The distribution of fog is uneven. Over the earth as a whole, by far the greater number of fogs occurs over the oceans which are mostly of the advection type. The distribution of fogs over the oceans is closely related with the ocean currents and ocean temperatures.
These ocean fogs occur wherever air moves from a warmer region over a cold ocean current. In the tropical and sub-tropical regions, cool ocean currents flow along the west side of the continents. These regions, therefore, are among the foggiest regions of the world.
In the temperate zone, the advection of warm tropical air over the cool surface of oceans results in the formation of ocean fogs. Advection fogs form over land during the winter season in the middle latitudes.
Continental interiors have more fogs in winter and less in summer. On the contrary, coastal regions have more fogs in summer and less in winter because of the greater temperature contrast in the warmer part of the year.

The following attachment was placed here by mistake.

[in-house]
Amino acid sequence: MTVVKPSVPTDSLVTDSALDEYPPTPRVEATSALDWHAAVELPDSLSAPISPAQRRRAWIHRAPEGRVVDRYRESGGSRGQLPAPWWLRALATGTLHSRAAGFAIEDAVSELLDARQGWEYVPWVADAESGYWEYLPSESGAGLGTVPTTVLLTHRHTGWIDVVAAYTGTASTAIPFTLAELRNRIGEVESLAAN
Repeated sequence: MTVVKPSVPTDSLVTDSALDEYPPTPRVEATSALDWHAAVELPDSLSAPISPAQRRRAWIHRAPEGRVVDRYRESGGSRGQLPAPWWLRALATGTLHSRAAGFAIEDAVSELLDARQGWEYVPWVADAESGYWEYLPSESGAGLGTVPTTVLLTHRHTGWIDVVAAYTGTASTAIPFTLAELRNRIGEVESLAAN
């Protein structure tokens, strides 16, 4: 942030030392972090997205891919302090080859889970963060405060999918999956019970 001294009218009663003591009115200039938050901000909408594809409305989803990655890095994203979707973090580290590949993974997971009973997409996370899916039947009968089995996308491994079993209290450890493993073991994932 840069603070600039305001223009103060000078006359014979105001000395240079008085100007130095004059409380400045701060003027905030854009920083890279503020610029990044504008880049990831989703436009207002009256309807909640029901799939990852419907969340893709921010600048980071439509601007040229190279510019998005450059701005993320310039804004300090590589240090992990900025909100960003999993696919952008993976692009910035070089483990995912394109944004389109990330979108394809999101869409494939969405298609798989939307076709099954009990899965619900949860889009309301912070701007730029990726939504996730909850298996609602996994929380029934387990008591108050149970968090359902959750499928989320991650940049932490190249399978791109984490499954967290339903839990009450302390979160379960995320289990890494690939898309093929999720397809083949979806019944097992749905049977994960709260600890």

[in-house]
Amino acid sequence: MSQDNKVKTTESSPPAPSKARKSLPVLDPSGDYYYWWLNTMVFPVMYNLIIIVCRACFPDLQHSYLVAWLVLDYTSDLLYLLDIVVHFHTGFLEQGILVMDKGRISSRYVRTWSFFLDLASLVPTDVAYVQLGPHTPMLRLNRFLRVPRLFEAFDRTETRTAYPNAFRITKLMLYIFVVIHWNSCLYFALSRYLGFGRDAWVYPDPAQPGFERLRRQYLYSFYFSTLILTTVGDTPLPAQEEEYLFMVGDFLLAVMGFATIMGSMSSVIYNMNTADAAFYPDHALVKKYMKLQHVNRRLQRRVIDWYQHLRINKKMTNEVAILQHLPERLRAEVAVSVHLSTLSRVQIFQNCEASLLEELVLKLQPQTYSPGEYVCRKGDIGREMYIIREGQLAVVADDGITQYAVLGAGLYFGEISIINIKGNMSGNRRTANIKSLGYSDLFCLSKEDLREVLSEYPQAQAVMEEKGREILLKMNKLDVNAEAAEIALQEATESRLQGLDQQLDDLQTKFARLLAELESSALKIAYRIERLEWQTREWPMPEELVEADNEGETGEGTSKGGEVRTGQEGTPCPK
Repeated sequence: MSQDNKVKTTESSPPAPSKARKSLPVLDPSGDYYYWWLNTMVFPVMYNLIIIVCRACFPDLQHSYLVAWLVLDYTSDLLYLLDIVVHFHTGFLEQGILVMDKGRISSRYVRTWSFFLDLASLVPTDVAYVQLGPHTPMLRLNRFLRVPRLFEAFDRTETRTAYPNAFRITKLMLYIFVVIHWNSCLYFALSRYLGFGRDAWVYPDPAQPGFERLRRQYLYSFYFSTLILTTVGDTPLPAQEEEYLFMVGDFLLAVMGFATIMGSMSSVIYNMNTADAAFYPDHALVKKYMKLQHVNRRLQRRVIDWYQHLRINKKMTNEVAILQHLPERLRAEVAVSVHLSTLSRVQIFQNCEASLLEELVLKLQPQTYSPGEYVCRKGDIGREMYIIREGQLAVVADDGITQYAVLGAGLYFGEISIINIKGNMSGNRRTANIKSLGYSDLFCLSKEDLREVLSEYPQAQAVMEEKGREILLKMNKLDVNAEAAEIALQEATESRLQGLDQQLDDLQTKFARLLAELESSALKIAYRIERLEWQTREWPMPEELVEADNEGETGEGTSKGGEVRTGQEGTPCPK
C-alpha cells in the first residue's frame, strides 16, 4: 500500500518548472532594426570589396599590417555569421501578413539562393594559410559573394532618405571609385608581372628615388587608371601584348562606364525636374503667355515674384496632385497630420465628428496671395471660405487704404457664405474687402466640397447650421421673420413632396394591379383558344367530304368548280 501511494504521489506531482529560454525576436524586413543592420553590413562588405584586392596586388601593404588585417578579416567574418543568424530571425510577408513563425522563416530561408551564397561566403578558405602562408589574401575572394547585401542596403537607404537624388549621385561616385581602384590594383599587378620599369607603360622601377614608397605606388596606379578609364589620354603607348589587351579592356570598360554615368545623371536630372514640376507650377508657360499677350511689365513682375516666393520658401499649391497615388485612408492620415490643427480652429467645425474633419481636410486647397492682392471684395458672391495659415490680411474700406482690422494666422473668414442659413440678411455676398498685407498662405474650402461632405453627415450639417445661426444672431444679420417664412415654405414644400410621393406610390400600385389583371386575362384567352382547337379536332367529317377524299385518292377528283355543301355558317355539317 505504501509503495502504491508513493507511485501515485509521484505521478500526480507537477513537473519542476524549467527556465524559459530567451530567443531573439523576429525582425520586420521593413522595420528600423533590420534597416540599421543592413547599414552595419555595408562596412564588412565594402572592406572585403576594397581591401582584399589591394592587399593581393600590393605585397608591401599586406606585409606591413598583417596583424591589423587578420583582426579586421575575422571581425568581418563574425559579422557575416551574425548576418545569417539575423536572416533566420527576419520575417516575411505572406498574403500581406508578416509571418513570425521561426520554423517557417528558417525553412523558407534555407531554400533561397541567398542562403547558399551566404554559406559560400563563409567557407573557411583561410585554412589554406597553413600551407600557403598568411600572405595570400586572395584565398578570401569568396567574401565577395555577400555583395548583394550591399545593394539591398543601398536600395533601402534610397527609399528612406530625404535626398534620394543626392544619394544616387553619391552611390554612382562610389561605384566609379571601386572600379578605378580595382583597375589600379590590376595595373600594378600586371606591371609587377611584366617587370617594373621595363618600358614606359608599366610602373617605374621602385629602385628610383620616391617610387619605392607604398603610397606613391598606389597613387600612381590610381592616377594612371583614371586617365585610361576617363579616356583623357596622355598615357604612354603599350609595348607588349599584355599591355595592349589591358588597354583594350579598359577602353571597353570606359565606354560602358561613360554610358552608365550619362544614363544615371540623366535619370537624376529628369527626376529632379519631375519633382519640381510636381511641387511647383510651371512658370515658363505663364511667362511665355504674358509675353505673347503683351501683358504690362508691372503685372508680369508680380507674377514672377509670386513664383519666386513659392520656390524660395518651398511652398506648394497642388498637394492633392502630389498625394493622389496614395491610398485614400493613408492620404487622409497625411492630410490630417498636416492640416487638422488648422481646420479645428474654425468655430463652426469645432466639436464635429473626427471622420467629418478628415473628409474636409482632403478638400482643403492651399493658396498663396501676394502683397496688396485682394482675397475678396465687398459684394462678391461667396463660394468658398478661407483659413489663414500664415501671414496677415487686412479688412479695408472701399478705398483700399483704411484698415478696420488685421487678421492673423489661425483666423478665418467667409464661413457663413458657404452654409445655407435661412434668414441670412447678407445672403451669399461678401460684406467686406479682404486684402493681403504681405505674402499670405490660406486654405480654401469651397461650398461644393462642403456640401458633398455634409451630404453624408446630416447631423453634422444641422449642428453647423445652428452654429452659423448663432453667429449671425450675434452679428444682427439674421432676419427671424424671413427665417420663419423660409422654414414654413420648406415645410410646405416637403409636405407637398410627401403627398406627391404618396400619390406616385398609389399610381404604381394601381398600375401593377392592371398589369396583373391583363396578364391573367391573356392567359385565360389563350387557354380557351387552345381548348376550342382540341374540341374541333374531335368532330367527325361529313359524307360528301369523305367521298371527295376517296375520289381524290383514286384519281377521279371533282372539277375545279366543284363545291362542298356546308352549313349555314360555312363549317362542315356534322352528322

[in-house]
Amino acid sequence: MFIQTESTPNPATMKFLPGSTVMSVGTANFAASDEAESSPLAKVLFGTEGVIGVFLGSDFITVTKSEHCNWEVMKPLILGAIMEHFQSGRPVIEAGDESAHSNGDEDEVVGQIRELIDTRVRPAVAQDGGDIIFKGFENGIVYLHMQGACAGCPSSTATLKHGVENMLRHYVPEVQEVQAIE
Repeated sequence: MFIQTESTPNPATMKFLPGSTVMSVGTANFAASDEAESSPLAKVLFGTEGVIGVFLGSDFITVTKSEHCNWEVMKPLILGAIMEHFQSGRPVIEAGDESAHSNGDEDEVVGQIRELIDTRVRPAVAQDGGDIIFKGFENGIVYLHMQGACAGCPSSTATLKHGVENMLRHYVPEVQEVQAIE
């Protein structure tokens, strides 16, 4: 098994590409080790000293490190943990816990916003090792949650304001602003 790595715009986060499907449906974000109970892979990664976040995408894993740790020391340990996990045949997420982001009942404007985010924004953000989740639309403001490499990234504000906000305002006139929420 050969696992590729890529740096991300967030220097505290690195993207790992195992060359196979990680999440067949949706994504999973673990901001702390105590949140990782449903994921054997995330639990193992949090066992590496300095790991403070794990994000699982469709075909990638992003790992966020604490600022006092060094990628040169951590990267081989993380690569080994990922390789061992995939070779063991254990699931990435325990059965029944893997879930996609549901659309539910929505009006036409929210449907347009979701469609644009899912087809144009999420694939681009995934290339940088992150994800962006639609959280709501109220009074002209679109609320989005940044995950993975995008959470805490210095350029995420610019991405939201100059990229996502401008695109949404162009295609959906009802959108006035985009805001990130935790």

Unlike advection fogs, radiation fogs are more frequent over land areas in winter. The anticyclonic conditions prevailing over land areas in winter offer the ideal conditions for the occurrence of radiation or ground fogs, because under such conditions long winter nights afford maximum radiational cooling of the lowermost layer of air.
Radiation fogs are infrequent over oceans. Over the oceans as well as the continental locations the tropical areas have less fog than those of the middle and high latitudes.